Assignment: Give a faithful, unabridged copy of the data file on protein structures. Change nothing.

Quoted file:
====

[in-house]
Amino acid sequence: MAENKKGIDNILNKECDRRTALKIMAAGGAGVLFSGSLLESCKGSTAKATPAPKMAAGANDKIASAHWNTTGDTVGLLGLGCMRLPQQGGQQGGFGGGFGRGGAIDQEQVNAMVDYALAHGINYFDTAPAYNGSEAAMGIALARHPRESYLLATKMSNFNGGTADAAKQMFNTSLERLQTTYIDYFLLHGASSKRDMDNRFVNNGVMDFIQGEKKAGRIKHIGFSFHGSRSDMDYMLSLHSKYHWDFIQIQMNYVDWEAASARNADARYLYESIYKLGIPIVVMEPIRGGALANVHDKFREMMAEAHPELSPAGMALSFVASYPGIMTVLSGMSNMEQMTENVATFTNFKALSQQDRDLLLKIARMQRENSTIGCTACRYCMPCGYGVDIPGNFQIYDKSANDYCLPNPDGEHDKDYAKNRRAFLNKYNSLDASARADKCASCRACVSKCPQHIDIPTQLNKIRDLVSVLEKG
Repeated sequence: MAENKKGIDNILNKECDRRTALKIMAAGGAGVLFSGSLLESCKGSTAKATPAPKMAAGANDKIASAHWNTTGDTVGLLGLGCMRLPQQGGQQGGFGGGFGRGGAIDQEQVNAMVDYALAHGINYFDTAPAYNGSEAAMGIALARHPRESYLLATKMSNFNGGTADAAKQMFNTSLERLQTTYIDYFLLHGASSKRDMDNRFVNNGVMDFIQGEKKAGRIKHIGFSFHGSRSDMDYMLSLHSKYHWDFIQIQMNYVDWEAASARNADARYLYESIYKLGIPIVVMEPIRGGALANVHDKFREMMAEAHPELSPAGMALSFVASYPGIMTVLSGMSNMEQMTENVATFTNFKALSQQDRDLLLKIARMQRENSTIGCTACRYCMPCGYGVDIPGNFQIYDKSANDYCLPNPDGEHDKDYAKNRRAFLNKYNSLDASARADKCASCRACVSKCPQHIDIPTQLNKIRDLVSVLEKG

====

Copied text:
[in-house]
Amino acid sequence: MAENKKGIDNILNKECDRRTALKIMAAGGAGVLFSGSLLESCKGSTAKATPAPKMAAGANDKIASAHWNTTGDTVGLLGLGCMRLPQQGGQQGGFGGGFGRGGAIDQEQVNAMVDYALAHGINYFDTAPAYNGSEAAMGIALARHPRESYLLATKMSNFNGGTADAAKQMFNTSLERLQTTYIDYFLLHGASSKRDMDNRFVNNGVMDFIQGEKKAGRIKHIGFSFHGSRSDMDYMLSLHSKYHWDFIQIQMNYVDWEAASARNADARYLYESIYKLGIPIVVMEPIRGGALANVHDKFREMMAEAHPELSPAGMALSFVASYPGIMTVLSGMSNMEQMTENVATFTNFKALSQQDRDLLLKIARMQRENSTIGCTACRYCMPCGYGVDIPGNFQIYDKSANDYCLPNPDGEHDKDYAKNRRAFLNKYNSLDASARADKCASCRACVSKCPQHIDIPTQLNKIRDLVSVLEKG
Repeated sequence: MAENKKGIDNILNKECDRRTALKIMAAGGAGVLFSGSLLESCKGSTAKATPAPKMAAGANDKIASAHWNTTGDTVGLLGLGCMRLPQQGGQQGGFGGGFGRGGAIDQEQVNAMVDYALAHGINYFDTAPAYNGSEAAMGIALARHPRESYLLATKMSNFNGGTADAAKQMFNTSLERLQTTYIDYFLLHGASSKRDMDNRFVNNGVMDFIQGEKKAGRIKHIGFSFHGSRSDMDYMLSLHSKYHWDFIQIQMNYVDWEAASARNADARYLYESIYKLGIPIVVMEPIRGGALANVHDKFREMMAEAHPELSPAGMALSFVASYPGIMTVLSGMSNMEQMTENVATFTNFKALSQQDRDLLLKIARMQRENSTIGCTACRYCMPCGYGVDIPGNFQIYDKSANDYCLPNPDGEHDKDYAKNRRAFLNKYNSLDASARADKCASCRACVSKCPQHIDIPTQLNKIRDLVSVLEKG